Facebook, for example, could facilitate user-to-user payments for less money than a bank charges, Schlossberg said. He spoke to CNBC four days before a report in the Financial Times said that Facebook plans to do that very thing by making it possible for people to send payments and store money via its social network.
A Facebook spokesperson whom CNBC asked about the report said that the company "declines to comment on rumors and speculation."
Schlossberg also pointed to Xoom, which lets consumers make payments internationally, and Square, which makes it possible to take payments through handheld devices, as other firms on the forefront of digitized transactions.
Bitcoin's value is as a medium of exchange, not as a currency per se, said Christopher Vecchio, currency analyst at DailyFX. In fact, most money today is already electronic form. "The bank isn't holding a lot of money in there. The money in your account is data," he said. "It's a set of zeros and ones."
Where consumers once wired money through Western Union for fee, they now pay a much smaller percentage-based fee through PayPal. The best thing about bitcoin, Vecchio said, is that it's basically free to use. Of course, so is cash.
"The future of money will really be on finding ways to transact in a lower-cost way, and that's a societal trend, not just bitcoin," Vecchio said.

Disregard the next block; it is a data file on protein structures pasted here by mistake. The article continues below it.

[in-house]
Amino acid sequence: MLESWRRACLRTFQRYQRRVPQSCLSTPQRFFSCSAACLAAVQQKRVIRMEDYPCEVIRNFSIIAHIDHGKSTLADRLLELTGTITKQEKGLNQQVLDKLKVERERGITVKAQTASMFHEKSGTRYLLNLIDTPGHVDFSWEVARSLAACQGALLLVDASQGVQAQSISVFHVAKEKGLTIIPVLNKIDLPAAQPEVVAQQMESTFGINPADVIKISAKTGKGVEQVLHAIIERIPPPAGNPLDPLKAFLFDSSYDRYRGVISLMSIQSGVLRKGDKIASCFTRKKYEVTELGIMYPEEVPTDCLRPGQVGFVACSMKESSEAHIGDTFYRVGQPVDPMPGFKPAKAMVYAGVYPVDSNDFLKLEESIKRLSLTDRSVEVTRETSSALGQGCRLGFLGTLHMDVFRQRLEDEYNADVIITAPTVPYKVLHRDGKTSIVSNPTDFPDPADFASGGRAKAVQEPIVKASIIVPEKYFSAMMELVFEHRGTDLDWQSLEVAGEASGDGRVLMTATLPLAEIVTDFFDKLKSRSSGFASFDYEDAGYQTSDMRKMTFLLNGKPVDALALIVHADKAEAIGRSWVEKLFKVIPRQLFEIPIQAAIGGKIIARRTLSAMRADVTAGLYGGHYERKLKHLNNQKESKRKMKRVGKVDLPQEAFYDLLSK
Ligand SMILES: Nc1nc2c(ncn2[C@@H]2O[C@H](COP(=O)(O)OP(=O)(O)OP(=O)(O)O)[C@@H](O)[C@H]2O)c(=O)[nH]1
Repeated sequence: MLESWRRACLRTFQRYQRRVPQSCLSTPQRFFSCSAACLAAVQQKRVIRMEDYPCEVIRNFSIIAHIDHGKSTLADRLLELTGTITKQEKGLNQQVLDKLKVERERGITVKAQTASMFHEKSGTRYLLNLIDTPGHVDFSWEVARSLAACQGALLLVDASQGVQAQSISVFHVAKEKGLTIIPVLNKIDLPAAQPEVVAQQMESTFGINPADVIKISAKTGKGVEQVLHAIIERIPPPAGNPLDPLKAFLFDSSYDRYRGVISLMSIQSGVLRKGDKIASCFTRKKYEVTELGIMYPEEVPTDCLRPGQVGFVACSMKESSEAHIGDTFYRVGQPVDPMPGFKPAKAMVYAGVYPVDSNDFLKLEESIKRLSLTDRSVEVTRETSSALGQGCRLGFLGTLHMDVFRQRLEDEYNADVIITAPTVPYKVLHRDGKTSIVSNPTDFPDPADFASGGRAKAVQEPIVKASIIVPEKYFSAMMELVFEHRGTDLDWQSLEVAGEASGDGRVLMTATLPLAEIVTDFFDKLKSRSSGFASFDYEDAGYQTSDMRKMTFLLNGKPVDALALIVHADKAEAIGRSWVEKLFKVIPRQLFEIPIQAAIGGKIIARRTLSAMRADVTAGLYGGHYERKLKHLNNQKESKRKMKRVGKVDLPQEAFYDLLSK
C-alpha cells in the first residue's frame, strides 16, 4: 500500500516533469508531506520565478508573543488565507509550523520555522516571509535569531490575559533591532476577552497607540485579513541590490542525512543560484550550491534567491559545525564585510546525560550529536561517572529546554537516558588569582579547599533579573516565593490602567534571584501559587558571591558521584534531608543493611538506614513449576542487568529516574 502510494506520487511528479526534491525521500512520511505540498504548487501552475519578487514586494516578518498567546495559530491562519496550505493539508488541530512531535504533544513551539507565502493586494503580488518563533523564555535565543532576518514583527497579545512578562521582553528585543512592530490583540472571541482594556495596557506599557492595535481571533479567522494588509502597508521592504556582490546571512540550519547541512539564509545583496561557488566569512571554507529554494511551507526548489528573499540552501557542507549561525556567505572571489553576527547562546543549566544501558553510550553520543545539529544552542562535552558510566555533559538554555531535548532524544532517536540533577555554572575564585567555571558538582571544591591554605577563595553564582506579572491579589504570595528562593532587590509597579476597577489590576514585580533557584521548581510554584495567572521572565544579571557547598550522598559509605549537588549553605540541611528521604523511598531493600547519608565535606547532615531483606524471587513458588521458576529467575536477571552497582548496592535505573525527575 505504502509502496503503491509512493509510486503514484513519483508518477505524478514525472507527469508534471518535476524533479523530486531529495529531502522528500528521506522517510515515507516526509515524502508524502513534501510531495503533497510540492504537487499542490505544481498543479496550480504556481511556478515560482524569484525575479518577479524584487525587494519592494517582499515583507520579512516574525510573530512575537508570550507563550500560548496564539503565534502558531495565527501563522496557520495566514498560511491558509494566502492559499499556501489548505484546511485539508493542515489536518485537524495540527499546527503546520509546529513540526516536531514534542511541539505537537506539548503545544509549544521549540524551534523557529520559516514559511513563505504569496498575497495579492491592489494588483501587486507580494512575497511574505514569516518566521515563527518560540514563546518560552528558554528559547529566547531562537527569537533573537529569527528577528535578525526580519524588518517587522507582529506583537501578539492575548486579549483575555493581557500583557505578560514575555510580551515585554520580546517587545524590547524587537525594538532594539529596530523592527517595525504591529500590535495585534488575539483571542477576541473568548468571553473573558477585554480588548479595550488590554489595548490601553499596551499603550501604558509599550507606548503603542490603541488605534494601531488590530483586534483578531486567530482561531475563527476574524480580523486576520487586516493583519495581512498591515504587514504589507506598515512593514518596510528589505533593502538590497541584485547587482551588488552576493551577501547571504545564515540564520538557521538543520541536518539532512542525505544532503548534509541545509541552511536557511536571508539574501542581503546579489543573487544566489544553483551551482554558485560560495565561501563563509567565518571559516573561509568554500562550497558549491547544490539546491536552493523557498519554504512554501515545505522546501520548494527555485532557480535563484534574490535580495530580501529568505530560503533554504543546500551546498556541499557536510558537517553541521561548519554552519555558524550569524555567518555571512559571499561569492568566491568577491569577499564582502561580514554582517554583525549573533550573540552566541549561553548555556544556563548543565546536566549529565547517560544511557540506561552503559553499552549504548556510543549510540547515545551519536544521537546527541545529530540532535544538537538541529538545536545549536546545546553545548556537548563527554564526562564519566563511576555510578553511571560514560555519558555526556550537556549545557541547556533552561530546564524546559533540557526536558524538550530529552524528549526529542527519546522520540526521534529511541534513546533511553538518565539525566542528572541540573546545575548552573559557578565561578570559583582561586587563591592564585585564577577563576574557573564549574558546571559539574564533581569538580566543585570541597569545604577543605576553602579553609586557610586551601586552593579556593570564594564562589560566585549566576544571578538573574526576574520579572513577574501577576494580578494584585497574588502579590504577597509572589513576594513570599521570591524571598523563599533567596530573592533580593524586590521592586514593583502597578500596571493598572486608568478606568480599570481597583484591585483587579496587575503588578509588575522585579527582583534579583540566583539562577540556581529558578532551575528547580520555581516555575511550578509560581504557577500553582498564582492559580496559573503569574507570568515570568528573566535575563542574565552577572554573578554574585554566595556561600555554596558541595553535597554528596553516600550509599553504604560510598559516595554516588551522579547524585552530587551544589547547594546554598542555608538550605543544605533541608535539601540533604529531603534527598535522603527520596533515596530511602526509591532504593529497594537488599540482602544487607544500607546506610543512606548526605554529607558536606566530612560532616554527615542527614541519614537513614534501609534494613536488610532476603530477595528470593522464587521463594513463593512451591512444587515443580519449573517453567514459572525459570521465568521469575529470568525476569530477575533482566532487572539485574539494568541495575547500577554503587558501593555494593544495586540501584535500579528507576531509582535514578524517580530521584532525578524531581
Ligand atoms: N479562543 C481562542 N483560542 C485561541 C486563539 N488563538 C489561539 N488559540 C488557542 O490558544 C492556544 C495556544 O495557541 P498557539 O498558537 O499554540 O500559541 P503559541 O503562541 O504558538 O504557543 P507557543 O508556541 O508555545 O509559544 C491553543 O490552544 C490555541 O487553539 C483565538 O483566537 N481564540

When it comes to the dollar, the case for the status quo is stronger than the case against it, said Colas, but he acknowledged that the Federal Reserve has put the United States into uncharted territory. Quantitative easing represents an unprecedented level of monetary engagement by the Federal Reserve.
"It really is unique," said Colas, who called the results of QE so far positive, but modest. "We have a Federal Reserve with a balance sheet of $4.2 trillion. The number before the financial crisis was $800 billion."
Many economists—including Philadelphia Federal Reserve president Charles Plosser—worry about the Fed's central role in the economy. Many regular investors, especially fans of gold, think an overabundance of U.S. dollars in the world means that the currency will inevitably collapse. The more strident in the gold camp think the United States will go down with it.
But over the next 25 years, said DailyFX's Vecchio, the more likely scenario is that if the dollar declines as a global currency, it will do so because America's portion of the global economy declines, not the other way around.
"In terms of the dollar itself, people have been talking about the coming collapse of the dollar, but it's been losing value since 1980. It's hard to say that the dollar has been building up and is about to collapse," Vecchio said.
According to the most recent Triennial Central Bank Survey from the Bank of International Settlements, the U.S. dollar was incorporated on one side or the other of 87 percent of global foreign exchange transactions in April 2013. That's an increase from 85 percent three years earlier.
Part of that increase can be accounted for by the decline of the euro during that period, Vecchio said. But regardless, the data indicates that the role of the dollar increased rather than decreased during the financial crisis. America's growing status as a global energy powerhouse further argues for a stronger U.S. economy—and strong U.S. dollar—in a quarter century.
"People have been saying the dollar is going to collapse for 20 years," Vecchio said. "But it's emotional rhetoric."